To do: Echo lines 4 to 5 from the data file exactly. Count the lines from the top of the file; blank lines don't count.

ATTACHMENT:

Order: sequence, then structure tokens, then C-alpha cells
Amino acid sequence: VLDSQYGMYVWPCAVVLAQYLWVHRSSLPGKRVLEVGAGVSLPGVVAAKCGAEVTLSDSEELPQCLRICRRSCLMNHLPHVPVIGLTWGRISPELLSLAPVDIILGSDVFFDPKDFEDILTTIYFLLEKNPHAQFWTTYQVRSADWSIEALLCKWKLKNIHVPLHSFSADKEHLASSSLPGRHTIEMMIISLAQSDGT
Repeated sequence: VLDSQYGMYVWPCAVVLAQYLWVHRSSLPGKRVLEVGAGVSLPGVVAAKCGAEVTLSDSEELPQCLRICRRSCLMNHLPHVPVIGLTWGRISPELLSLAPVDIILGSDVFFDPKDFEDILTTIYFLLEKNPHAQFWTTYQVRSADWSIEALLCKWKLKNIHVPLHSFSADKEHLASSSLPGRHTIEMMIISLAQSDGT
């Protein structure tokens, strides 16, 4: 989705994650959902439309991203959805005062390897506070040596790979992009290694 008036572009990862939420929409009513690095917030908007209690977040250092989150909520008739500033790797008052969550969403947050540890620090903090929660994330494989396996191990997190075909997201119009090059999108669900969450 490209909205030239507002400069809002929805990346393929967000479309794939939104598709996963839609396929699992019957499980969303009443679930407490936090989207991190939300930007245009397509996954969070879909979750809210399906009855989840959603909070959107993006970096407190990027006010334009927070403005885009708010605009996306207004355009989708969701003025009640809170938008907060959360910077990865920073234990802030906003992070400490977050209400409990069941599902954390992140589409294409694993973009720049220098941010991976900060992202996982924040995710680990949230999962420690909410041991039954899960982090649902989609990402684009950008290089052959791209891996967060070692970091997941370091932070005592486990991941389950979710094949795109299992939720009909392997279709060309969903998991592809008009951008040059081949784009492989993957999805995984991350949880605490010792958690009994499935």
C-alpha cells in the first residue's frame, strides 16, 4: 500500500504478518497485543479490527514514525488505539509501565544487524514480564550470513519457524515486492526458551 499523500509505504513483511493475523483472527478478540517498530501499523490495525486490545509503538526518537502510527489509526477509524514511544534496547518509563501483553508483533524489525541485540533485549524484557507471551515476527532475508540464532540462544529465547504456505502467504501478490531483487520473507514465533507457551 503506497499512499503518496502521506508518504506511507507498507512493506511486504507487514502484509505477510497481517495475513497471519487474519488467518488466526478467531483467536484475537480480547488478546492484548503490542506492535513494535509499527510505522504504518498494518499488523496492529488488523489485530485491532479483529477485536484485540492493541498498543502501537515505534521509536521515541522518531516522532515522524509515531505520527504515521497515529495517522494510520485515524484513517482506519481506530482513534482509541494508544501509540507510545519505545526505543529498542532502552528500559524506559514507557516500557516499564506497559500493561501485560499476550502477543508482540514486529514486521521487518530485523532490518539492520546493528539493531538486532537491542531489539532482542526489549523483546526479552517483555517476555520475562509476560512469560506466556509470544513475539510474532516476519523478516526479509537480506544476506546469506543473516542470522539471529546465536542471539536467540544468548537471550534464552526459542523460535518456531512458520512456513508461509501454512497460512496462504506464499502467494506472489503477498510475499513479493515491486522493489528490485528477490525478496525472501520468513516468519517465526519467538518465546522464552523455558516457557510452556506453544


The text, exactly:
């Protein structure tokens, strides 16, 4: 989705994650959902439309991203959805005062390897506070040596790979992009290694 008036572009990862939420929409009513690095917030908007209690977040250092989150909520008739500033790797008052969550969403947050540890620090903090929660994330494989396996191990997190075909997201119009090059999108669900969450 490209909205030239507002400069809002929805990346393929967000479309794939939104598709996963839609396929699992019957499980969303009443679930407490936090989207991190939300930007245009397509996954969070879909979750809210399906009855989840959603909070959107993006970096407190990027006010334009927070403005885009708010605009996306207004355009989708969701003025009640809170938008907060959360910077990865920073234990802030906003992070400490977050209400409990069941599902954390992140589409294409694993973009720049220098941010991976900060992202996982924040995710680990949230999962420690909410041991039954899960982090649902989609990402684009950008290089052959791209891996967060070692970091997941370091932070005592486990991941389950979710094949795109299992939720009909392997279709060309969903998991592809008009951008040059081949784009492989993957999805995984991350949880605490010792958690009994499935």
C-alpha cells in the first residue's frame, strides 16, 4: 500500500504478518497485543479490527514514525488505539509501565544487524514480564550470513519457524515486492526458551 499523500509505504513483511493475523483472527478478540517498530501499523490495525486490545509503538526518537502510527489509526477509524514511544534496547518509563501483553508483533524489525541485540533485549524484557507471551515476527532475508540464532540462544529465547504456505502467504501478490531483487520473507514465533507457551 503506497499512499503518496502521506508518504506511507507498507512493506511486504507487514502484509505477510497481517495475513497471519487474519488467518488466526478467531483467536484475537480480547488478546492484548503490542506492535513494535509499527510505522504504518498494518499488523496492529488488523489485530485491532479483529477485536484485540492493541498498543502501537515505534521509536521515541522518531516522532515522524509515531505520527504515521497515529495517522494510520485515524484513517482506519481506530482513534482509541494508544501509540507510545519505545526505543529498542532502552528500559524506559514507557516500557516499564506497559500493561501485560499476550502477543508482540514486529514486521521487518530485523532490518539492520546493528539493531538486532537491542531489539532482542526489549523483546526479552517483555517476555520475562509476560512469560506466556509470544513475539510474532516476519523478516526479509537480506544476506546469506543473516542470522539471529546465536542471539536467540544468548537471550534464552526459542523460535518456531512458520512456513508461509501454512497460512496462504506464499502467494506472489503477498510475499513479493515491486522493489528490485528477490525478496525472501520468513516468519517465526519467538518465546522464552523455558516457557510452556506453544